Hastings Battleaxe has a clear-out…

Yes, as I mentioned in my New Year’s post, 2020 is going to be the year that Hastings Battleaxe and Philosopher have a clear-out. It has already started…. Why, oh why, you may ask.  Well, you  wouldn’t ask if could see the state of our loft, the garage, the sheds, our studies… and well, almost every room in the house. Health warning – this is a rather sad post…

Baby Battleaxe – Dec 1949

We had a massive clear-out when we moved down from Birmngham, but in the nine years we have lived down here it has built up again. The house is full. The walls are so full we can hang no more pictures – we have about 40 just stacked up… I can’t fit any more new clothes, shoes or bags in my cupboards. We are drowning in books, vases, crockery, glassware, spaghetti poodles, lumps of lucite with sea creatures inside, DVDs, CDs, and endless, endless papers. Both Battleaxe and Philospher are compulsive collectors, and interested in so many things…. we pick things up on our travels. We rarely take a trip to St Leonards or the junk shops of the Old Town without acquiring something. Car-boot sales? Antique fairs? Bring them on….

Sadly, practicalities have to be faced. Both of us are now in our 70s, and altough we are both strong and healthy, this won’t last for ever. We have vowed to tackle this while we still have the time and energy. Our family is very small. It does not feel as if our offspring are interested in the past, and our one grandchild is unlikely to be taking on family heirlooms. There will be no more grandchildren. One of our children works abroad, another is likely to go to live abroad, which leaves only one to sort out this place once we are gone. We don’t want the task to be overwhelmingly daunting.

So, we need to sort, rationalise, and clear.  Surplus things either have to go to the tip, go to charity, or be sold.

The process is physically demanding and emotionally stressful, so we are tackling it slowly, bit by bit.  Both of us have many things which were passed to us by our parents.  We have to look through all these things and decide what is to happen to them. Anything that we intend to try and pass on has to be labelled and sorted – otherwise the history is lost.  This is what I mean….

I brought down archive boxes of photos and paperwork from my parents from the loft, mostly my father’s.  He was a trainee engineer with the Great Western Railway in Swindon. There are pictures of him with ‘his’ steam locomotive, Princess Augusta, and here is his velvet and silver braid cap from his days with the GWR soccer team, with him wearing it in the photo…

Then all the WW2 stuff. He was initially in the Royal Wiltshire Yeomanry. There are pictures of him on his horse. Then he joined the 8th Army, and was a Desert Rat. I have a set of SitReps from the Battle of El Alamein. I guess they should go to the Imperial War Museum. What is the story behind these little photos of Hitler with his colleagues and and Göring on his boat – unique snaps somehow acquired from some German…??

Then, my father was in Sicily, in Germany… I have letters, diaries, photos, his war medals… If I had the mind, I could plot and write up his complete war journey, because there is a fat file with all his pay slips, movement notices etc etc. But can I be bothered? The stuff can’t be disposed of – yet… Can it? But so often when we go to boot sales we come across these sad, poignant boxes full of ‘ephemera’ just like this, where presumably someone has died with nobody to leave their things to, and it all goes to house clearance.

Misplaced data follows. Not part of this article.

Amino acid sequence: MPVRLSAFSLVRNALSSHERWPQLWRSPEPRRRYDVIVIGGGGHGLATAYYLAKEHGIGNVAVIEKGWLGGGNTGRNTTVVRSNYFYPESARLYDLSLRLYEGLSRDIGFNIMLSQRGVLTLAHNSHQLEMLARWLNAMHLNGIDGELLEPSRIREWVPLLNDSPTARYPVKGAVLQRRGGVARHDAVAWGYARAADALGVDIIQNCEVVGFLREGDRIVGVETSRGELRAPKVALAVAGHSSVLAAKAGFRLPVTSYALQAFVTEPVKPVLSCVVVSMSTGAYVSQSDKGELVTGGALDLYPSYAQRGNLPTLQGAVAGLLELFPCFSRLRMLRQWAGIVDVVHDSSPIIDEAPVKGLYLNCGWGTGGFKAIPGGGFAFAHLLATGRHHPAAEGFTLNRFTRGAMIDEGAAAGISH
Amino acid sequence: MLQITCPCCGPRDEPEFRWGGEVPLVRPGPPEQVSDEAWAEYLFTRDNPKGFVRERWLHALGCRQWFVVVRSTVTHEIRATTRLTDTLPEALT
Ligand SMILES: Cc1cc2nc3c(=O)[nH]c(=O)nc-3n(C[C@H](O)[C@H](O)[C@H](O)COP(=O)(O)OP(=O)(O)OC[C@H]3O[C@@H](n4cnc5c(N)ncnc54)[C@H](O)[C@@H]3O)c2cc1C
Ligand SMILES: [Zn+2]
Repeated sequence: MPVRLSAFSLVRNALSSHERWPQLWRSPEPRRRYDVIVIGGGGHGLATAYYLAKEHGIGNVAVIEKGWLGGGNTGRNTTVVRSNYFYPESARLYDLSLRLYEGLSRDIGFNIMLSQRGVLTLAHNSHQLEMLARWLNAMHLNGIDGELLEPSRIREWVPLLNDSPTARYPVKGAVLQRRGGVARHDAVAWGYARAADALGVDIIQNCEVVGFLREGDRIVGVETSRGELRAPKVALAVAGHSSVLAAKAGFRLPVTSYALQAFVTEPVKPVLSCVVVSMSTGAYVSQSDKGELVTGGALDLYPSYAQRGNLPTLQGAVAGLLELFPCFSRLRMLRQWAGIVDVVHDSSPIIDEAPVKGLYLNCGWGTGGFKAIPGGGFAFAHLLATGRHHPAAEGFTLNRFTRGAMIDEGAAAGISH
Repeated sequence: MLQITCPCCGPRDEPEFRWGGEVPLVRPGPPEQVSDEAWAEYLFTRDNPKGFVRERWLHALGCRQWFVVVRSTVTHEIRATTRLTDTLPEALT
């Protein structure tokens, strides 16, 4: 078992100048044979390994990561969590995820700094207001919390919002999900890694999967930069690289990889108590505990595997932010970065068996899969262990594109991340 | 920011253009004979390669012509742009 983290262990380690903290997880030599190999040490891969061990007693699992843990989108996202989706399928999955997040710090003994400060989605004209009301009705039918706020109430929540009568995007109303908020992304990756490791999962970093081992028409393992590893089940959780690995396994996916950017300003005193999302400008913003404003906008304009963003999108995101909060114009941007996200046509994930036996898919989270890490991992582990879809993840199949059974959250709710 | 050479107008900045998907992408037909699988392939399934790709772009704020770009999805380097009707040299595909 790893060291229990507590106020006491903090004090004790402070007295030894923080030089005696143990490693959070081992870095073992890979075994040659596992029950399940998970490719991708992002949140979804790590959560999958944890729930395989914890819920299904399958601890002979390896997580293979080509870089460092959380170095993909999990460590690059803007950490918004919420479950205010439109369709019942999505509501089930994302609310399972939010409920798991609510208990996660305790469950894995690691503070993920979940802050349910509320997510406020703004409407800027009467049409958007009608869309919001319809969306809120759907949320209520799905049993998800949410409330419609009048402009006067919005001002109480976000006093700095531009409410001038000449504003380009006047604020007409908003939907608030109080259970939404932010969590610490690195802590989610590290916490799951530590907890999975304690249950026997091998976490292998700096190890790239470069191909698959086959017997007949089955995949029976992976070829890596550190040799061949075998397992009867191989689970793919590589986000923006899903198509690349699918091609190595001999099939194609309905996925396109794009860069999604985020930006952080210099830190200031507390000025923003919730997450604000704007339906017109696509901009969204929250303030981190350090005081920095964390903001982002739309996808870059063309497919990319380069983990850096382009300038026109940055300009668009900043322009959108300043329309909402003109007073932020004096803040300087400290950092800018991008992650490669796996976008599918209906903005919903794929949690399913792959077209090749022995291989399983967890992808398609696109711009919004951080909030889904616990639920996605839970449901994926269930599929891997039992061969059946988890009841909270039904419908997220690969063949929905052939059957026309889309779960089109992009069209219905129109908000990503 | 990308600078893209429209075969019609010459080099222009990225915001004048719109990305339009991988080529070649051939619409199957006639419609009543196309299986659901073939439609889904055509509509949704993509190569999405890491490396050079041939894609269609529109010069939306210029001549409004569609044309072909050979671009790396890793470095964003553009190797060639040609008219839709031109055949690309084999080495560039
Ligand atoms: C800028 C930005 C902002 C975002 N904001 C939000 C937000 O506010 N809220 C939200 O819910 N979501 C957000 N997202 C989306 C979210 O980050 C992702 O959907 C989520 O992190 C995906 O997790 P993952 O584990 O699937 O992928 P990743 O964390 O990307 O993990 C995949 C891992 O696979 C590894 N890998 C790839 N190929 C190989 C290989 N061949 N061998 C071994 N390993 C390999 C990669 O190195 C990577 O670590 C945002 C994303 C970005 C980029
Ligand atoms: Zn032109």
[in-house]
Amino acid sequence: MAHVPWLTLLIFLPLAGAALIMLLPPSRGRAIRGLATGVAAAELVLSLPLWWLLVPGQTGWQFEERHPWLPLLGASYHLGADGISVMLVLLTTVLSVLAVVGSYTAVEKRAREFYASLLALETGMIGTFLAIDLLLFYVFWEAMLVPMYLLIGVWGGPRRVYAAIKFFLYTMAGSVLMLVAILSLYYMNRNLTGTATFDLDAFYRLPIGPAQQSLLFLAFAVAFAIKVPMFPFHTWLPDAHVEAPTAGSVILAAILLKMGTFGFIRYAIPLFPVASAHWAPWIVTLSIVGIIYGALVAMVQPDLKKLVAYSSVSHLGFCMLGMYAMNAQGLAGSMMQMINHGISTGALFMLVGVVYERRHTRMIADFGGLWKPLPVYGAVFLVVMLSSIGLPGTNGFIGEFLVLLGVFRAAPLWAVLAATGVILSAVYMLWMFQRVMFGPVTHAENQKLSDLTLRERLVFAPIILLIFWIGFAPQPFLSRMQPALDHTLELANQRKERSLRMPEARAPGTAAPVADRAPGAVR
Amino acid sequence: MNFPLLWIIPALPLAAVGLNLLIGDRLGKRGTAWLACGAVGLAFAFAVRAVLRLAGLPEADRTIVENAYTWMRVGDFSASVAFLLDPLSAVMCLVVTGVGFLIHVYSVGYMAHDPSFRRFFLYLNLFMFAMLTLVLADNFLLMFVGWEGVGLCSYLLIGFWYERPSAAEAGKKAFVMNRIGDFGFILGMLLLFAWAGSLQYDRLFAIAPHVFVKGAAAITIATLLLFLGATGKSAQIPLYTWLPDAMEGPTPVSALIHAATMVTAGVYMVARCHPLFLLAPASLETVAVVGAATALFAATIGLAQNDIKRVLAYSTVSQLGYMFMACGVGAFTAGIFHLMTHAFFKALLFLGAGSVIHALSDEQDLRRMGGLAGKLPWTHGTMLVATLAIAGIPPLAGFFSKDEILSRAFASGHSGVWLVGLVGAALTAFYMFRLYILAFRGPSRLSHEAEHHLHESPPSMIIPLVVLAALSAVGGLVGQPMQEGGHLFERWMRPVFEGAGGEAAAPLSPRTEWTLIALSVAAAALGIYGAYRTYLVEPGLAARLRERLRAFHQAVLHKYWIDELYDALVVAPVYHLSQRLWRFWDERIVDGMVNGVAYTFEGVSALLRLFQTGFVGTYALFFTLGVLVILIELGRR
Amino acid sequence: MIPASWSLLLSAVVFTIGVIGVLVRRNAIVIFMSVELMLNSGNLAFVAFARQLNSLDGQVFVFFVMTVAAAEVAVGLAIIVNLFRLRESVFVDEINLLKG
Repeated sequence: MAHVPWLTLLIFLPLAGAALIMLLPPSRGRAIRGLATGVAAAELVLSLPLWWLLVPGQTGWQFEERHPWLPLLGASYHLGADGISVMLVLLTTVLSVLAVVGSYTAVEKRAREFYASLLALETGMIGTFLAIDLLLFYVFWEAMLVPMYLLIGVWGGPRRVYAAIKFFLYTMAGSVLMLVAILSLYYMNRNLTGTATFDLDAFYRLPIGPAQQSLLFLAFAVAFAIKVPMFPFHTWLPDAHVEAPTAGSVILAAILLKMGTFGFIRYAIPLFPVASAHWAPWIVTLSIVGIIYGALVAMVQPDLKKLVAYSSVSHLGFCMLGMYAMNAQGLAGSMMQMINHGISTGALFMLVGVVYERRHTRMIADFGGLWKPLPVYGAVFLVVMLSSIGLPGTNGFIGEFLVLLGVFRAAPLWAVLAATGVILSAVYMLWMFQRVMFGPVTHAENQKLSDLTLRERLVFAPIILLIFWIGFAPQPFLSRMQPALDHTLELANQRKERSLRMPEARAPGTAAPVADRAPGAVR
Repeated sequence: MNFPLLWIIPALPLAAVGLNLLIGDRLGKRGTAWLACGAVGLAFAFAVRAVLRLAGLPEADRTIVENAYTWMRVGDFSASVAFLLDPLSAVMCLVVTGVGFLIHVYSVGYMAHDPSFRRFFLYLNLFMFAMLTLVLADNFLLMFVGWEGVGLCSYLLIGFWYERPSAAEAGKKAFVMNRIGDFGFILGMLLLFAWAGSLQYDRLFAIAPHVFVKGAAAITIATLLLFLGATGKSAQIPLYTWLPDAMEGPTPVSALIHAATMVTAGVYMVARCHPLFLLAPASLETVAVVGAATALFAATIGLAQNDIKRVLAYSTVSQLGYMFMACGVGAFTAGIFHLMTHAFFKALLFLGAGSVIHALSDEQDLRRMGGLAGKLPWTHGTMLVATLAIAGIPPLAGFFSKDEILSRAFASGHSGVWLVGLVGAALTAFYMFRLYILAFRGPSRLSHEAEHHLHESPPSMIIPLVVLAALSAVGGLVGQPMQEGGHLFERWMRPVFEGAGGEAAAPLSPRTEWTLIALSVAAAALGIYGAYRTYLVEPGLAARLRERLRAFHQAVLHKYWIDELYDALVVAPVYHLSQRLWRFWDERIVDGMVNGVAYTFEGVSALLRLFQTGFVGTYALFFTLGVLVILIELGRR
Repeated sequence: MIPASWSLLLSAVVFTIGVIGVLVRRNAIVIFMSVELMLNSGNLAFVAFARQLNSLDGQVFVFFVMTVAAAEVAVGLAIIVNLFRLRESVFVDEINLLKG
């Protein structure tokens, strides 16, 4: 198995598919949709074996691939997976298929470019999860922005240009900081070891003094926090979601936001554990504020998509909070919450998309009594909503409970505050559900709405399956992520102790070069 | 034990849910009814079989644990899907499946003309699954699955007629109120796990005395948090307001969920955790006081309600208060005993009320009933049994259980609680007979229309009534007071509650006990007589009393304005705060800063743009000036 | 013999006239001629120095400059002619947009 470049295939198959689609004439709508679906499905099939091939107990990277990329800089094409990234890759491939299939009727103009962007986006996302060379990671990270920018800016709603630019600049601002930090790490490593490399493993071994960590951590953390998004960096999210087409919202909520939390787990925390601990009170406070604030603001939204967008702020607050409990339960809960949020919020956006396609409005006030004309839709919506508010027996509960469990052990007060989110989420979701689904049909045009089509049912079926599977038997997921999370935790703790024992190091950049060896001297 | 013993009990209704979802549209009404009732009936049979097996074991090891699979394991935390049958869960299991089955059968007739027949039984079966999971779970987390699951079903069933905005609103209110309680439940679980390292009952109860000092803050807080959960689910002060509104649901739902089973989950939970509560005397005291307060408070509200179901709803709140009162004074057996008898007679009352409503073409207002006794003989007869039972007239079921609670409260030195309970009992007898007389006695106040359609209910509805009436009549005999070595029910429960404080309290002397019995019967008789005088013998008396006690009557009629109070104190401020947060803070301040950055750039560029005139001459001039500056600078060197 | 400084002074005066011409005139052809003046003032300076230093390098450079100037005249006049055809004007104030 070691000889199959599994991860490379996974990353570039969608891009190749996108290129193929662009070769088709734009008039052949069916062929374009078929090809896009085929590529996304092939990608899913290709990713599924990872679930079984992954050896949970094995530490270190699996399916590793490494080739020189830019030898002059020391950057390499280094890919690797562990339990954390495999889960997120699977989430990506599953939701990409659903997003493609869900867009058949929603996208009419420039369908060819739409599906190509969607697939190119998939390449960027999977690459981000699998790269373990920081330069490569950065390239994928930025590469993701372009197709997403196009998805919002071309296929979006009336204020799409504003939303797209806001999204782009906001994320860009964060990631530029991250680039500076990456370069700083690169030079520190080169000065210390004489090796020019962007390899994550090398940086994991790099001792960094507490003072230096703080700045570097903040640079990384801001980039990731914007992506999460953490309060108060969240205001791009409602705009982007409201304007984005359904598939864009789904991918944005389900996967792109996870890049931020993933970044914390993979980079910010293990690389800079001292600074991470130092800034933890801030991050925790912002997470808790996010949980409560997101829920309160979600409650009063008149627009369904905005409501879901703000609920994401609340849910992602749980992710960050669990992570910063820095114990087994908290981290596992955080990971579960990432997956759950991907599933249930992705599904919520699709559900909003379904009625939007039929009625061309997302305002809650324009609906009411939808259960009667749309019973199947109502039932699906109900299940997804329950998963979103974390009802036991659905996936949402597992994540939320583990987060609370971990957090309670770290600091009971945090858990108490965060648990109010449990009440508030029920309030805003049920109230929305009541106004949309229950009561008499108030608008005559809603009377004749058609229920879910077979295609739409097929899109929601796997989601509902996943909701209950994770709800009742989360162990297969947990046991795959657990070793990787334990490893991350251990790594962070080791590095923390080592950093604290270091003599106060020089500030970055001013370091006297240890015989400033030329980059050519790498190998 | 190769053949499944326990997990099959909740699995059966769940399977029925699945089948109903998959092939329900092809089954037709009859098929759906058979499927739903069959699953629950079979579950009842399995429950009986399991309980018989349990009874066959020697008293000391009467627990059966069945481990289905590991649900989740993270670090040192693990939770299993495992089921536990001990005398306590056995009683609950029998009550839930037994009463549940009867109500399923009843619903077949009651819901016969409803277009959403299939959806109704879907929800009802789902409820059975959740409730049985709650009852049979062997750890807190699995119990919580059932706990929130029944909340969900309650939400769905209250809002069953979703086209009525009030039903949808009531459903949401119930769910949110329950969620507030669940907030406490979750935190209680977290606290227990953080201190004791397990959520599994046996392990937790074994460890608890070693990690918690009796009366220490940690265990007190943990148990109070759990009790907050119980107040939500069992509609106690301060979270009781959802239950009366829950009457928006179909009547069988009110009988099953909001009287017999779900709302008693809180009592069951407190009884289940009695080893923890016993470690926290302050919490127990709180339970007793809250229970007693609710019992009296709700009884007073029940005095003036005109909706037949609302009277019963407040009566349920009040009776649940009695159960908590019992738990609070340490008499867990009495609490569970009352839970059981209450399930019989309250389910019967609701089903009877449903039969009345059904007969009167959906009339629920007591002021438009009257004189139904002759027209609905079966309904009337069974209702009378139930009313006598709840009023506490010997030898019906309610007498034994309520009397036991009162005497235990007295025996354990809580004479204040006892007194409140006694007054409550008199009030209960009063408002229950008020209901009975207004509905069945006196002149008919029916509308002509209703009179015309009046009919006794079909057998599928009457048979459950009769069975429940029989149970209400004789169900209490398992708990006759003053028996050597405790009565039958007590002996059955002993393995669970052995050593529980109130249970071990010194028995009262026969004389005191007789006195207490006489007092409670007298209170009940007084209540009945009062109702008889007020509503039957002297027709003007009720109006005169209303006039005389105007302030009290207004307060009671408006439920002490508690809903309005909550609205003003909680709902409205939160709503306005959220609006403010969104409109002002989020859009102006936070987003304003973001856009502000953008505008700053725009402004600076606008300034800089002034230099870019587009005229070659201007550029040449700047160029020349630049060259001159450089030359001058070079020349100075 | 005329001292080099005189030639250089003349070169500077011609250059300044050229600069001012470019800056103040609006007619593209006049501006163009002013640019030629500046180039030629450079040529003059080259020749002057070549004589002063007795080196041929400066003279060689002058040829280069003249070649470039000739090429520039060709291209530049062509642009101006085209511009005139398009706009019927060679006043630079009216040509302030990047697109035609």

There are around five more archive boxes in the understairs cupboard – more parents stuff and my own past… heesh.

Baby Battleaxe aged about 4…

So far, we have done the loft. It took four days of back-breaking work to get it all down and sort it. We have had three trips to the tip.

We filled a room with things to go to charity, all good stuff. We tried to donate a load previously to Emmaus in Hastings, but felt disgruntled because they only took a few bits, so this time we opted for the St Michael’s Hospice Donation Centre.  I understood they accepted most things and recycled stuff they didn’t want. So, we filled the car up and off we went. We were met by a very officious bloke who said he had to look through everything – which of course he didn’t, just glanced at the top of the bags. He was rushed, off-hand and dismissive.  There was no ‘Thanks for coming down here and donating’, but ‘We can’t take that… no, we can’t take any of that… no, we don’t take those… oh OK perhaps we’ll have those…’ and so on. In the end he took hardly anything, and we were so upset and pissed off we just went to the tip and dumped most of it. One of the tip men scuttled off delighted with a virtually unused Antler overnight case, and matching vanity case. Said his wife would love them. I bet she will….. it is the Hospice’s loss.

Also, another thing… passing on these things is often difficult and painful for the donors.  In our car we had two doll’s beds, with their bedclothes.  They were made by Dick, my late brother-in-law, for my nieces back in the 60s. Then the beds passed to my daughter, then to my grand-daughter, then to my friend Sue in Birmingham for her grand-daughter, and then to our neighbour down here, Angela, for her grand-daughter. Then that was the end, and off they went to the Hospice… Was it easy, giving them up with all that history? No, of course it wasn’t…  It would be good to have been thanked, and maybe treated with a bit of dignity.